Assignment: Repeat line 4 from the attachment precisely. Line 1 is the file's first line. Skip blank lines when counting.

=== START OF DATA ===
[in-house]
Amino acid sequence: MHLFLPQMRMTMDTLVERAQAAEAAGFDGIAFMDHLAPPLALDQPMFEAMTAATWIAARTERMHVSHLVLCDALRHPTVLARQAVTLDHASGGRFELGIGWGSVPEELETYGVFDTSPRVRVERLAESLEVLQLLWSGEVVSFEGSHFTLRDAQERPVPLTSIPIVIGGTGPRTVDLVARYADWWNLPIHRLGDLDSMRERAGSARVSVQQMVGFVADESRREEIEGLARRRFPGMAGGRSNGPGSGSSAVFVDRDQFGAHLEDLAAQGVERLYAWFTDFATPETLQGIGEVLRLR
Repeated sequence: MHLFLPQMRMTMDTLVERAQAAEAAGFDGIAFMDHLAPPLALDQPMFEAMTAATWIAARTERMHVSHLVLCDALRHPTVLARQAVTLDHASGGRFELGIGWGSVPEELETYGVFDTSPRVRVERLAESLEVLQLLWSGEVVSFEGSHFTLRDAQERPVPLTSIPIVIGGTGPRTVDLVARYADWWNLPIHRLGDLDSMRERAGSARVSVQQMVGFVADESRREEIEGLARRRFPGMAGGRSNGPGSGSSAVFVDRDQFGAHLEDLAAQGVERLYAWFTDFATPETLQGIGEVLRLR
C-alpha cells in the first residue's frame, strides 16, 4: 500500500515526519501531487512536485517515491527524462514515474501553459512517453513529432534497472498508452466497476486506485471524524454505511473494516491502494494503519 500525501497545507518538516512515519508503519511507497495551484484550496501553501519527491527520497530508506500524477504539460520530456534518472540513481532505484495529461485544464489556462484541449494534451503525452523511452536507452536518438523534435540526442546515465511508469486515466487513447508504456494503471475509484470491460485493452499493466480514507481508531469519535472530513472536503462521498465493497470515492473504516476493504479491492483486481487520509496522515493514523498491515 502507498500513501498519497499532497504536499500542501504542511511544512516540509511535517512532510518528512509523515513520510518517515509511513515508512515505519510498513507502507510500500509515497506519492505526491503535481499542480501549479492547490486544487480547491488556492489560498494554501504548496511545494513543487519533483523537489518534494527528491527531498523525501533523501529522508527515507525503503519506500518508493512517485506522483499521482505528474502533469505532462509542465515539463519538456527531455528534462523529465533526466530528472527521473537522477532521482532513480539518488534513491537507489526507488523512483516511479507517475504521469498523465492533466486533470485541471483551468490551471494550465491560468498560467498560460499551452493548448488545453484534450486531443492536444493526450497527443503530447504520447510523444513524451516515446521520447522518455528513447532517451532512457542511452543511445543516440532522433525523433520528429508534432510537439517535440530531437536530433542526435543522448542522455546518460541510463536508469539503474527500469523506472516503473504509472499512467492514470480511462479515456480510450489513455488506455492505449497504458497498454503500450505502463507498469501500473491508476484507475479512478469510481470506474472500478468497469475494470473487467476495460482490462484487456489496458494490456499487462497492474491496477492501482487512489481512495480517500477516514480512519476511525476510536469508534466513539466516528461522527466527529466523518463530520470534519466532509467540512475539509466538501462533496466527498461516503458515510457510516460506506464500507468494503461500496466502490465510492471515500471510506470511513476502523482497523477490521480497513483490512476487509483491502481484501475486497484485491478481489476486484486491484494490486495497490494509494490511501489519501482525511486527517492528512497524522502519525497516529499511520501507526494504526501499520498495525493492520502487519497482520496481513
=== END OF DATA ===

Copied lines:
C-alpha cells in the first residue's frame, strides 16, 4: 500500500515526519501531487512536485517515491527524462514515474501553459512517453513529432534497472498508452466497476486506485471524524454505511473494516491502494494503519 500525501497545507518538516512515519508503519511507497495551484484550496501553501519527491527520497530508506500524477504539460520530456534518472540513481532505484495529461485544464489556462484541449494534451503525452523511452536507452536518438523534435540526442546515465511508469486515466487513447508504456494503471475509484470491460485493452499493466480514507481508531469519535472530513472536503462521498465493497470515492473504516476493504479491492483486481487520509496522515493514523498491515 502507498500513501498519497499532497504536499500542501504542511511544512516540509511535517512532510518528512509523515513520510518517515509511513515508512515505519510498513507502507510500500509515497506519492505526491503535481499542480501549479492547490486544487480547491488556492489560498494554501504548496511545494513543487519533483523537489518534494527528491527531498523525501533523501529522508527515507525503503519506500518508493512517485506522483499521482505528474502533469505532462509542465515539463519538456527531455528534462523529465533526466530528472527521473537522477532521482532513480539518488534513491537507489526507488523512483516511479507517475504521469498523465492533466486533470485541471483551468490551471494550465491560468498560467498560460499551452493548448488545453484534450486531443492536444493526450497527443503530447504520447510523444513524451516515446521520447522518455528513447532517451532512457542511452543511445543516440532522433525523433520528429508534432510537439517535440530531437536530433542526435543522448542522455546518460541510463536508469539503474527500469523506472516503473504509472499512467492514470480511462479515456480510450489513455488506455492505449497504458497498454503500450505502463507498469501500473491508476484507475479512478469510481470506474472500478468497469475494470473487467476495460482490462484487456489496458494490456499487462497492474491496477492501482487512489481512495480517500477516514480512519476511525476510536469508534466513539466516528461522527466527529466523518463530520470534519466532509467540512475539509466538501462533496466527498461516503458515510457510516460506506464500507468494503461500496466502490465510492471515500471510506470511513476502523482497523477490521480497513483490512476487509483491502481484501475486497484485491478481489476486484486491484494490486495497490494509494490511501489519501482525511486527517492528512497524522502519525497516529499511520501507526494504526501499520498495525493492520502487519497482520496481513